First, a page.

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Expanding Transit for Minnesota

June 01, 2011 By Riordan Frost, Policy Associate

Minnesota's major metropolitan region is a sprawling one—the country's 16th most populous. The region's transit system, while not the most expansive, is growing and becoming more diverse because of recent investments in light rail and bus rapid transit.

The existing system's operations, however, have been targeted for significant budget cuts in the state legislature. A report from the Brookings Institution has revealed that access to jobs by transit needs significant improvement, which means that cuts to existing operations are not a step but a leap in the wrong direction.

The report, "Missed Opportunity: Transit and Jobs in Metropolitan America" examines the top 100 metropolitan areas and the 371 transit systems that serve those areas. Brookings found that while 70 percent of metropolitan residents have access to transit, only 30 percent of metropolitan jobs can be accessed on transit in 90 minutes. This is both due to lack of investment in transit, as well as job decentralization. As communities have sprawled outwards from the major cities, jobs have often gone with them into vast gaps of transit service.

The Twin Cities ranked 39th out of the 100 largest metropolitan areas for combined transit coverage and job access, despite being the 16th most populous. Sixty-seven percent of working-age residents in the region live within three-quarters of a mile to transit, but only 30 percent of the region's jobs can be accessed within 90 minutes of riding transit. The region has sprawled significantly, partially because of its lack of restraining geographic boundaries.

Compounding this problem is the fact that several major corporate campuses have either started in or moved to suburban locations. Best Buy is headquarted in Richfield, Imation is headquartered in Oakdale, and 3M is headquartered in Maplewood, having moved out of St. Paul.

The region's unrestrained geography puts it at a disadvantage to other cities where density was necessitated by geography. Honolulu and Denver epitomize this necessity, and both rank predictably well (first and sixth, respectively). The unrestrained geography, however, does not excuse the sprawl of the Twin Cities.

Other cities have had more forward-looking policies regarding sprawl. A prime and oft-referenced example of this is Portland, Oregon. That metropolitan area has had strong regional planning, coupled with policies limiting sprawl. By no coincidence, it ranks 12th for transit coverage and job access, with 83 percent of residents close to transit and 40 percent of jobs accessible by 90 minutes of transit.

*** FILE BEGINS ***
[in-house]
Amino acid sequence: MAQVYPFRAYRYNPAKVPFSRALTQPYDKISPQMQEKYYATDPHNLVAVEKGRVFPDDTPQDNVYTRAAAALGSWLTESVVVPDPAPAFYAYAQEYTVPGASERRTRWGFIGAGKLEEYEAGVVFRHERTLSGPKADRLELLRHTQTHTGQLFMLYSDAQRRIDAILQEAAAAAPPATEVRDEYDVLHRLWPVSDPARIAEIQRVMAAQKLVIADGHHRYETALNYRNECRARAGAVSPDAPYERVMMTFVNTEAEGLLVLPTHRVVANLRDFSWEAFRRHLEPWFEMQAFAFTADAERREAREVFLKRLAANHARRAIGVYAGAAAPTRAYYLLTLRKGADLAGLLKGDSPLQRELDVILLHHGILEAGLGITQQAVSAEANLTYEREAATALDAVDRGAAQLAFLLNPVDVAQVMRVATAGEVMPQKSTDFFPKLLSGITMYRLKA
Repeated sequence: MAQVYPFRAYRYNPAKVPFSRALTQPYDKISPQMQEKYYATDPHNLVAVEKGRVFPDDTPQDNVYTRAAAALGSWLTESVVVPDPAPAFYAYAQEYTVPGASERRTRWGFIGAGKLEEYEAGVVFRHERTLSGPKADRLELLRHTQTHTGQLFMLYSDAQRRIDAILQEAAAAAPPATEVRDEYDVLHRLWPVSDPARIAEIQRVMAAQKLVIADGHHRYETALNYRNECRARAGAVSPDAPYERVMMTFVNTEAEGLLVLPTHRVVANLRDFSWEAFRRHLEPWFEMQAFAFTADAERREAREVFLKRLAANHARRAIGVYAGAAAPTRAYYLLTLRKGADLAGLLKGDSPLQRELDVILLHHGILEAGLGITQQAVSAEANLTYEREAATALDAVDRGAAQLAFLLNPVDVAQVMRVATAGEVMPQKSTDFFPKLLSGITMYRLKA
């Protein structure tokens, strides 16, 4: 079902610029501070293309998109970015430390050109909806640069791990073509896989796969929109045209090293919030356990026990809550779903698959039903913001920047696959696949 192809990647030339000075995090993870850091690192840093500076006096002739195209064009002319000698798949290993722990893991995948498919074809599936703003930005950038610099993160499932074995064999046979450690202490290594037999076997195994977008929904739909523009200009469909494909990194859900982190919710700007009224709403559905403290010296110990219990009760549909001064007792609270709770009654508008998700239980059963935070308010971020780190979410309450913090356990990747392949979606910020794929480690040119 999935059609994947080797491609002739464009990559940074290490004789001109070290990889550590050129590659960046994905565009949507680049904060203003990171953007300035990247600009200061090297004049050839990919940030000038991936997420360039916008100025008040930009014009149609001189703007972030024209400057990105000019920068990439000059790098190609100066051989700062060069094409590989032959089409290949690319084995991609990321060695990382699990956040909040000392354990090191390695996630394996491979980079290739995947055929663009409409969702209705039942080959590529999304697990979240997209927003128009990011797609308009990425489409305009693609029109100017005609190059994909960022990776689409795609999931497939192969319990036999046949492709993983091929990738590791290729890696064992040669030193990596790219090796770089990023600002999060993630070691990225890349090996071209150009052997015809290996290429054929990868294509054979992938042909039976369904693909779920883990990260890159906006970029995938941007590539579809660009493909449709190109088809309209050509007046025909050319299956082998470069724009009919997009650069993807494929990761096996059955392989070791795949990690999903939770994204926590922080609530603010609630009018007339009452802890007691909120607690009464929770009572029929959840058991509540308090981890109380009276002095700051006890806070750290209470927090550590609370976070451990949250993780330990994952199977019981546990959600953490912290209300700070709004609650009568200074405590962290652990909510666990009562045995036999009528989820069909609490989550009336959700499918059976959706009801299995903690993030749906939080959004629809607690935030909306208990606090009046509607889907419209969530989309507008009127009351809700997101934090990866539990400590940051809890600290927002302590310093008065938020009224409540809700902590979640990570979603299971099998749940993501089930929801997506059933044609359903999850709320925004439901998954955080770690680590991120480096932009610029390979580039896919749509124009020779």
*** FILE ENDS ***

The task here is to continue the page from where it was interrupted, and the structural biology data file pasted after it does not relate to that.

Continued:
The solution is not to indiscriminately add more transit, however. As Alan Berube, research director at Brookings, argues, "you can have lots of transit, and still fail to reach a lot of regional jobs within a reasonable amount of time ... Conversely, you can have modest, unsexy transit and deliver workers from their homes to a majority of regional job centers efficiently."

He points to Chicago, which reaches 79 percent of its working-age residents but only provides access to 24 percent of the region's jobs and Tucson, which provides 73 percent coverage and access to an impressive 57 percent of its jobs.

Berube uses this example to argue that transportation planning should be better coordinated with housing and economic development. This is the argument behind the demand for more transit-oriented development and more transitways in metropolitan regions in general.

While the Twin Cities does have strong regional planning, current legislative efforts are attempting to 'rip the wiring' out of the region's transit system. Ripping the wiring out of the systems is exactly what Brookings Senior Fellow Robert Puentes warns against. He argues that transit is a lifeline, especially for low-income people, and points out that having a job isn't enough if you can't get to it.

The state legislature's final transportation budget bill of the session contained $109 million in cuts to the region's transit system. Governor Dayton vetoed the bill but cuts may still make it into the final bill in the legislature's special session. In his veto letter, Governor Dayton pointed to the positive effect transit has on "labor market efficiency, freeway performance, and air quality in the metro area" as well as its economic benefits.

The Brookings report pointed out a major problem, which needs multiple solutions across the board. We must invest and expand our transit, coordinating that expansion with focus on job access and transit-oriented development.

On a policy and personal side, we need to stop sprawling further and further outwards. Sprawl is making us dependent on cars, and stranding those who cannot drive. As the poverty rates rise rapidly in the suburbs, fewer low-income people will have access to transit when they need it most. We need to examine and change the way we build and plan all of our communities if we are going to make a Minnesota that has not only mobility, but also accessibility.

Photo credit: Doug Wallick, creative commons

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